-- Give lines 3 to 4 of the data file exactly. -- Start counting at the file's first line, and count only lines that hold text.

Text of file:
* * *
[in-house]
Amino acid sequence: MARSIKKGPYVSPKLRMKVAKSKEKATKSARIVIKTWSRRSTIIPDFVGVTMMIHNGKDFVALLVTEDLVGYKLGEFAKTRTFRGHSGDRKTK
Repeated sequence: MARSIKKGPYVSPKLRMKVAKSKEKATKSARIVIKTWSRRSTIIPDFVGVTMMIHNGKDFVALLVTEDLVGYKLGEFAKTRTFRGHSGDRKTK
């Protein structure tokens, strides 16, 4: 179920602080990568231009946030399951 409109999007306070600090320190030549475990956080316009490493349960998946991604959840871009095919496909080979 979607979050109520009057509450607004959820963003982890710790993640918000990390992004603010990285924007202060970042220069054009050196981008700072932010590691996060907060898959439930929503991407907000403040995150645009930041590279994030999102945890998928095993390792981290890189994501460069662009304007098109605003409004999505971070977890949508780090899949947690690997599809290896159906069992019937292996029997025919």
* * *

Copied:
Repeated sequence: MARSIKKGPYVSPKLRMKVAKSKEKATKSARIVIKTWSRRSTIIPDFVGVTMMIHNGKDFVALLVTEDLVGYKLGEFAKTRTFRGHSGDRKTK
């Protein structure tokens, strides 16, 4: 179920602080990568231009946030399951 409109999007306070600090320190030549475990956080316009490493349960998946991604959840871009095919496909080979 979607979050109520009057509450607004959820963003982890710790993640918000990390992004603010990285924007202060970042220069054009050196981008700072932010590691996060907060898959439930929503991407907000403040995150645009930041590279994030999102945890998928095993390792981290890189994501460069662009304007098109605003409004999505971070977890949508780090899949947690690997599809290896159906069992019937292996029997025919």